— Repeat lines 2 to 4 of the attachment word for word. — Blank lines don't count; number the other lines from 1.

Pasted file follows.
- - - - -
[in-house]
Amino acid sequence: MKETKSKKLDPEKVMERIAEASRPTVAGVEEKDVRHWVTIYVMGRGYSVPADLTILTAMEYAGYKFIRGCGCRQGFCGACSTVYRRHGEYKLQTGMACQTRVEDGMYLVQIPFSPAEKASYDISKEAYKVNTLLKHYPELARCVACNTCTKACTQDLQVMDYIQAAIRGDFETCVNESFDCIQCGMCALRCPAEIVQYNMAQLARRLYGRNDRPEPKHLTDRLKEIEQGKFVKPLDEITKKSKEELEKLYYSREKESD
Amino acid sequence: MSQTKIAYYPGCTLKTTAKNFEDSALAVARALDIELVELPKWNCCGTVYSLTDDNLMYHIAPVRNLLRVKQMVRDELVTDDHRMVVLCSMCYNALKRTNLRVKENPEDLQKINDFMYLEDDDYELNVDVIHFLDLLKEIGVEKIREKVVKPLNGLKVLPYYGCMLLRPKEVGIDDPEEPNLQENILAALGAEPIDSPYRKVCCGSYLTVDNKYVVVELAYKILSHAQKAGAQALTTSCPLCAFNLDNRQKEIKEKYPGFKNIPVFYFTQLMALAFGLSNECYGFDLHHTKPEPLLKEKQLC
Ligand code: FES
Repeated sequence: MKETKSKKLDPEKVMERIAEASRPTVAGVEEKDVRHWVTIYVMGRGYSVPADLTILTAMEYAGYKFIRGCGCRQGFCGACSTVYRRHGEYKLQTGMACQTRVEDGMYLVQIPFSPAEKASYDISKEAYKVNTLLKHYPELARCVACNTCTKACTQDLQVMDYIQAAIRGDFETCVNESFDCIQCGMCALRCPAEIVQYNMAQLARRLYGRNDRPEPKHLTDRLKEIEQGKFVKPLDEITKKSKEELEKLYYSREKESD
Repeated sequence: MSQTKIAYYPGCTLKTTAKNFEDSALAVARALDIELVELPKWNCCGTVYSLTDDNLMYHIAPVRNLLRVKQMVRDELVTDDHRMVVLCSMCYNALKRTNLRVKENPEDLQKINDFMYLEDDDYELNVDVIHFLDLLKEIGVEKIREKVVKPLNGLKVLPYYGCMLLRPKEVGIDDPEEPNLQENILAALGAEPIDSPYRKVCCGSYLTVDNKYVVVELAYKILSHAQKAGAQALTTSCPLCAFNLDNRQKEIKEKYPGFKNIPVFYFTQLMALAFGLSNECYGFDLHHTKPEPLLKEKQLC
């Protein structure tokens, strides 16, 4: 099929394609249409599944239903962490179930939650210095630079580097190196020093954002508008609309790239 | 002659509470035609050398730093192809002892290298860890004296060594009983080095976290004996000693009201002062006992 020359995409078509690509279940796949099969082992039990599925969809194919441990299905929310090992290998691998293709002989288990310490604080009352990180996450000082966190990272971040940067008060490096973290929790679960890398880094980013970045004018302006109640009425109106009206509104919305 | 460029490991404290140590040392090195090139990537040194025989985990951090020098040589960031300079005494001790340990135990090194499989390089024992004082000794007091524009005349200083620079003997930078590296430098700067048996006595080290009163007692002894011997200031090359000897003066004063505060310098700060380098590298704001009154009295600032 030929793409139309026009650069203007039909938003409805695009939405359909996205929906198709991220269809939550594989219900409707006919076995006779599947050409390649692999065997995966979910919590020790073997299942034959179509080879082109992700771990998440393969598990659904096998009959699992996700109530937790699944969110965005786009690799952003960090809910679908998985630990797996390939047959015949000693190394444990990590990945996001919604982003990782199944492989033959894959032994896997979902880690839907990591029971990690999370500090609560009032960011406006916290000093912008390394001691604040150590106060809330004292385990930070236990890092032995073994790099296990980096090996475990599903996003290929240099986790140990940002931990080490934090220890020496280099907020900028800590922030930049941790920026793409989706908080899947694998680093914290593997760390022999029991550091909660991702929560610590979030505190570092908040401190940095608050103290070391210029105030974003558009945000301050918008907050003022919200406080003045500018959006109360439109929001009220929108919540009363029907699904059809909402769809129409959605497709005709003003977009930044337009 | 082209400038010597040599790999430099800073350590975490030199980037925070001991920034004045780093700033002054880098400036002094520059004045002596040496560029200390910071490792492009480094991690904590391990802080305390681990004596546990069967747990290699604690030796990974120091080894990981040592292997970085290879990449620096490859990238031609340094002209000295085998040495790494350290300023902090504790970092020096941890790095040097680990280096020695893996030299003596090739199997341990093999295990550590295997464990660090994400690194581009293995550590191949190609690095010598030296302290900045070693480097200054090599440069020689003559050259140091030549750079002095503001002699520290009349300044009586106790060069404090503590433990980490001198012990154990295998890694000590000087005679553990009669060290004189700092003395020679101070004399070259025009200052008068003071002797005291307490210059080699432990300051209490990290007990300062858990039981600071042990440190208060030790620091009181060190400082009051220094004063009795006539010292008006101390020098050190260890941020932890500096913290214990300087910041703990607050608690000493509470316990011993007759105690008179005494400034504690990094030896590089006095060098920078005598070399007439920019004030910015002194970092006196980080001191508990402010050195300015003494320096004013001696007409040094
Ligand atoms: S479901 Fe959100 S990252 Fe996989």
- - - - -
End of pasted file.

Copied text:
Amino acid sequence: MKETKSKKLDPEKVMERIAEASRPTVAGVEEKDVRHWVTIYVMGRGYSVPADLTILTAMEYAGYKFIRGCGCRQGFCGACSTVYRRHGEYKLQTGMACQTRVEDGMYLVQIPFSPAEKASYDISKEAYKVNTLLKHYPELARCVACNTCTKACTQDLQVMDYIQAAIRGDFETCVNESFDCIQCGMCALRCPAEIVQYNMAQLARRLYGRNDRPEPKHLTDRLKEIEQGKFVKPLDEITKKSKEELEKLYYSREKESD
Amino acid sequence: MSQTKIAYYPGCTLKTTAKNFEDSALAVARALDIELVELPKWNCCGTVYSLTDDNLMYHIAPVRNLLRVKQMVRDELVTDDHRMVVLCSMCYNALKRTNLRVKENPEDLQKINDFMYLEDDDYELNVDVIHFLDLLKEIGVEKIREKVVKPLNGLKVLPYYGCMLLRPKEVGIDDPEEPNLQENILAALGAEPIDSPYRKVCCGSYLTVDNKYVVVELAYKILSHAQKAGAQALTTSCPLCAFNLDNRQKEIKEKYPGFKNIPVFYFTQLMALAFGLSNECYGFDLHHTKPEPLLKEKQLC
Ligand code: FES